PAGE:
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'Where's the £350m a week for the NHS we were promised when we left the EU?'
8 September 2021, 08:20 | Updated: 8 September 2021, 10:25
This is the moment Nick Ferrari challenged Health Secretary Sajid Javid over a £350 million a week Brexit promise, and things got heated.
After the Prime Minister announced a manifesto busting plan to raise taxes by 1.25% to fund a boost to social care, LBC's Nick Ferrari challenged a Cabinet minister on the issue.
"A couple of years ago we were told that if we left the European Union we'd be saving £350 million a week that would go to the NHS, that's tens of billions of pounds we've saved.
"Where is it? Why do we need this additional funding now we've left the European Union?"
Blaming the coronavirus pandemic, the Health Secretary said the additional money which would have gone to the EU, "it hasn't been enough to meet the challenges."
The conversation comes after the Prime Minister took a political gamble by scrapping a 2019 election promise and raising national insurance contributions to deal with the backlog in the NHS built up during the pandemic and to deliver long-overdue reform of the social care system in England.
Pointing out that the Health Secretary was a former Chancellor, Nick said "£350 million a week since January last year is tens of billions of pounds, why isn't that bailing out the NHS?"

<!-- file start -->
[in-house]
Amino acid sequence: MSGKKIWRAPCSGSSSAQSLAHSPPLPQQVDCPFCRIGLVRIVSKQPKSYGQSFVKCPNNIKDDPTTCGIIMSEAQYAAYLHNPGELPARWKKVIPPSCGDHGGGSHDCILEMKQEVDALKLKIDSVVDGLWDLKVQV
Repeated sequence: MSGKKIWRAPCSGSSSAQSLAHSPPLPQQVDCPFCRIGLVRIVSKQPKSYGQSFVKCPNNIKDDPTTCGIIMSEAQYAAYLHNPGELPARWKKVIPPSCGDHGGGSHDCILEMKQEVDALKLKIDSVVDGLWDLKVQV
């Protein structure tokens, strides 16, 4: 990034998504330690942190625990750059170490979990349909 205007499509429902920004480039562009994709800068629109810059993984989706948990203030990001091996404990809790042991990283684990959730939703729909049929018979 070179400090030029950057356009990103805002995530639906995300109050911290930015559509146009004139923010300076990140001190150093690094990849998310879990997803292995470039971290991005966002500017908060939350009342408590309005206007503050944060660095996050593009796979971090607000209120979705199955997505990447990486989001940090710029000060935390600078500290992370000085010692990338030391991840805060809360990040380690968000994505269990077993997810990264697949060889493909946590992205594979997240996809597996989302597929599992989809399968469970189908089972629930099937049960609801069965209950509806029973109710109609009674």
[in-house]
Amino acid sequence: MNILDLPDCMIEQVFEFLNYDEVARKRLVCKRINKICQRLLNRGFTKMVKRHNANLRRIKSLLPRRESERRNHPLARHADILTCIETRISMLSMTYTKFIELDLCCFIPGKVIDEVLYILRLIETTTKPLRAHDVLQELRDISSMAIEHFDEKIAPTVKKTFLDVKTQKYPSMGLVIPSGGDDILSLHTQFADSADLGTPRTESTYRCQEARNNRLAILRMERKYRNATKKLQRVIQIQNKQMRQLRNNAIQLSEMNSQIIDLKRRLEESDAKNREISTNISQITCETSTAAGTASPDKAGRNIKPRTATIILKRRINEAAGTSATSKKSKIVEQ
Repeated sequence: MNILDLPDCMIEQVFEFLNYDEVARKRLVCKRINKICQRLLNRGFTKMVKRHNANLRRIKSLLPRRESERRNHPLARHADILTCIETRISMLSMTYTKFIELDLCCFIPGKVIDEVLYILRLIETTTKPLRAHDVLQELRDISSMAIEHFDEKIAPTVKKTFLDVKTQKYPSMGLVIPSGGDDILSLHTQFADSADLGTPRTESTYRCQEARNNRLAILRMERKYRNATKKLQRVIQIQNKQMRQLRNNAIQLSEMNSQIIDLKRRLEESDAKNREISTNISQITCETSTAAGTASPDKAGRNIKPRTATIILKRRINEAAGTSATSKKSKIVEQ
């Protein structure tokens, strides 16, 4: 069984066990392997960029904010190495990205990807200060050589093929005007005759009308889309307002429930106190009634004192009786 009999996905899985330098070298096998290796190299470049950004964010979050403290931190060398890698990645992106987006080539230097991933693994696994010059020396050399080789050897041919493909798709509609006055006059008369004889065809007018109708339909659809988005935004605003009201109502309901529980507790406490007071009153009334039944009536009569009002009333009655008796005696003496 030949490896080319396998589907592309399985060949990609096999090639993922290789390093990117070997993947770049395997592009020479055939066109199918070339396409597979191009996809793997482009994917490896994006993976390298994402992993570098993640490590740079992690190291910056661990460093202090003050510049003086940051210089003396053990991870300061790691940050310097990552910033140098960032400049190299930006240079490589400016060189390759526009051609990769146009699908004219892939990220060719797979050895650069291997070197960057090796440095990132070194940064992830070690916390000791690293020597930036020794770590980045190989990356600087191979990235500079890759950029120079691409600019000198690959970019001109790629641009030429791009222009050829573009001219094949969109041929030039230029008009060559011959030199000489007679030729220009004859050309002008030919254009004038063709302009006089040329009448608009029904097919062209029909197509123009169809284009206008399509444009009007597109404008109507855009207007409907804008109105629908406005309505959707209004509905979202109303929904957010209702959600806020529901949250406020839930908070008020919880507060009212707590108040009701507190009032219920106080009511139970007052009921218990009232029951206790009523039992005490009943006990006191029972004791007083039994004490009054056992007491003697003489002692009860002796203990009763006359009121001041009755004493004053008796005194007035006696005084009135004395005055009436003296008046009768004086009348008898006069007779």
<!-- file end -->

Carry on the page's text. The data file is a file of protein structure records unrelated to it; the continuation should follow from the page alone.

"Or, is it another lie from Boris Johnson just as the lie in his election manifesto, there is no £350 million a week, there are no promises, you cannot believe a word that comes out of a Conservative's lips?"
The Health Secretary's swift response was, "not at all," as he rebutted Nick's comments.
Pushing the government minister again, Nick asked "where is it?"
Again heaping blame on the coronavirus pandemic, the Health Secretary said the promised money, "and much, much more has gone into the health and care service."
The Government's plan will see the introduction of a new health and social care levy, based on a 1.25 percentage-point increase in national insurance (NI) contributions - breaking a Tory commitment not to raise NI.
Under the new levy, a typical basic-rate taxpayer earning £24,100 would pay £180 more a year, while a higher-rate taxpayer on £67,100 would pay £715.
As well as providing extra funding for the NHS to deal with the backlog built up during the Covid-19 pandemic, the new package of £36 billion over three years will also reform the way adult social care in England is funded.
A cap of £86,000 on lifetime care costs from October 2023 will protect people from the "catastrophic fear of losing everything", the Prime Minister said.